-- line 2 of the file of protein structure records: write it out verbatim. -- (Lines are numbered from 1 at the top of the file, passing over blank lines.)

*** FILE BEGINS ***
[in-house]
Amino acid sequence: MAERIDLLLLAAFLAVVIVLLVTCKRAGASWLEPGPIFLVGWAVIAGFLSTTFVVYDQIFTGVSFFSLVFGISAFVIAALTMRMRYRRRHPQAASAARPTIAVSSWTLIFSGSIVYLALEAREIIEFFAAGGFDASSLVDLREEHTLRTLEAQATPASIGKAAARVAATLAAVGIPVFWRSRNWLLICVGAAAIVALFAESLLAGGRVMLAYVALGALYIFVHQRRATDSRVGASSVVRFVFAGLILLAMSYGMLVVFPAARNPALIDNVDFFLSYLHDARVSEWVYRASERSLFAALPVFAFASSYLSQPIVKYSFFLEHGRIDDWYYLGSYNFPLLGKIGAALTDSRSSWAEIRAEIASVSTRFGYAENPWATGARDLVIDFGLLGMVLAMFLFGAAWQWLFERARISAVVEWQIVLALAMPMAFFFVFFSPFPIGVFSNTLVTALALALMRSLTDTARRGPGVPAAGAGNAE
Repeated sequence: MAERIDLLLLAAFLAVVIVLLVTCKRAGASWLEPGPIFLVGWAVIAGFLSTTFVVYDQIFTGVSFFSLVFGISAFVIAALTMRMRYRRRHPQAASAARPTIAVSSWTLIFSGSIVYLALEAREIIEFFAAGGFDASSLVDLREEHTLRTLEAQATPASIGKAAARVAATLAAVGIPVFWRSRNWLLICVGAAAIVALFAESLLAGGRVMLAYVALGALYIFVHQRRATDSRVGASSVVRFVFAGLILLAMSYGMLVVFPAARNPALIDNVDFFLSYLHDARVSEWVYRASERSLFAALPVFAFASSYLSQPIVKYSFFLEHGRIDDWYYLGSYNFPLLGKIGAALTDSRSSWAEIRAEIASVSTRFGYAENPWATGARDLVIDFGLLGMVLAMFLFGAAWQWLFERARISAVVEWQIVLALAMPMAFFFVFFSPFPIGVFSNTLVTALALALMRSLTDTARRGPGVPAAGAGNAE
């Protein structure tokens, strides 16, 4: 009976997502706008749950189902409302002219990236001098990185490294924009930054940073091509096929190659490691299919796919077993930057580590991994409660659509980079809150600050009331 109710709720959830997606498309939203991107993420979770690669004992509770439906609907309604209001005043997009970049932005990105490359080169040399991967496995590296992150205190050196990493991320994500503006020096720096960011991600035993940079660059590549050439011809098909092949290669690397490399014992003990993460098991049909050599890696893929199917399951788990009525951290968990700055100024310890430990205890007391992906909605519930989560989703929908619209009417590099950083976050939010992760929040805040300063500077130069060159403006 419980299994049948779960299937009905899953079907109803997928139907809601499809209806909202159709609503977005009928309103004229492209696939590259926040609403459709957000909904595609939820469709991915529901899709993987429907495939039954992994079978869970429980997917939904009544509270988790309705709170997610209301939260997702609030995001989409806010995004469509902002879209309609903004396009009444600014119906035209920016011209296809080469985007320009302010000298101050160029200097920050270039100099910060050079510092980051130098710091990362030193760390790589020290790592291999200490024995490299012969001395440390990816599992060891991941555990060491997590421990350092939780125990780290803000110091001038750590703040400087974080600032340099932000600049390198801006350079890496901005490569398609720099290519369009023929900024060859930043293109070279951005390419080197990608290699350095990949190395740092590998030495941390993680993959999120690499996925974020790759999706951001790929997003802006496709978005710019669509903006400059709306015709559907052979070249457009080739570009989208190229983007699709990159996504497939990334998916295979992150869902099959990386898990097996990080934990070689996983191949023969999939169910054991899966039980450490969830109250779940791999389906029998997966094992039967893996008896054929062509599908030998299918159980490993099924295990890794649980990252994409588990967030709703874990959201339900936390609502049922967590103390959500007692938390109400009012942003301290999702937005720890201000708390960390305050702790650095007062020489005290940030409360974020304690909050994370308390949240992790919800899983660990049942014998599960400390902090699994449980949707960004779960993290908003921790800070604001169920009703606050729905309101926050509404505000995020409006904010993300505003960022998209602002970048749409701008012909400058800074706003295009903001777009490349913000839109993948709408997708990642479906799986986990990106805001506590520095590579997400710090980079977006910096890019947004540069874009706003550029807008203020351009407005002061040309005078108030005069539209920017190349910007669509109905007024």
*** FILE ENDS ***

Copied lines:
Amino acid sequence: MAERIDLLLLAAFLAVVIVLLVTCKRAGASWLEPGPIFLVGWAVIAGFLSTTFVVYDQIFTGVSFFSLVFGISAFVIAALTMRMRYRRRHPQAASAARPTIAVSSWTLIFSGSIVYLALEAREIIEFFAAGGFDASSLVDLREEHTLRTLEAQATPASIGKAAARVAATLAAVGIPVFWRSRNWLLICVGAAAIVALFAESLLAGGRVMLAYVALGALYIFVHQRRATDSRVGASSVVRFVFAGLILLAMSYGMLVVFPAARNPALIDNVDFFLSYLHDARVSEWVYRASERSLFAALPVFAFASSYLSQPIVKYSFFLEHGRIDDWYYLGSYNFPLLGKIGAALTDSRSSWAEIRAEIASVSTRFGYAENPWATGARDLVIDFGLLGMVLAMFLFGAAWQWLFERARISAVVEWQIVLALAMPMAFFFVFFSPFPIGVFSNTLVTALALALMRSLTDTARRGPGVPAAGAGNAE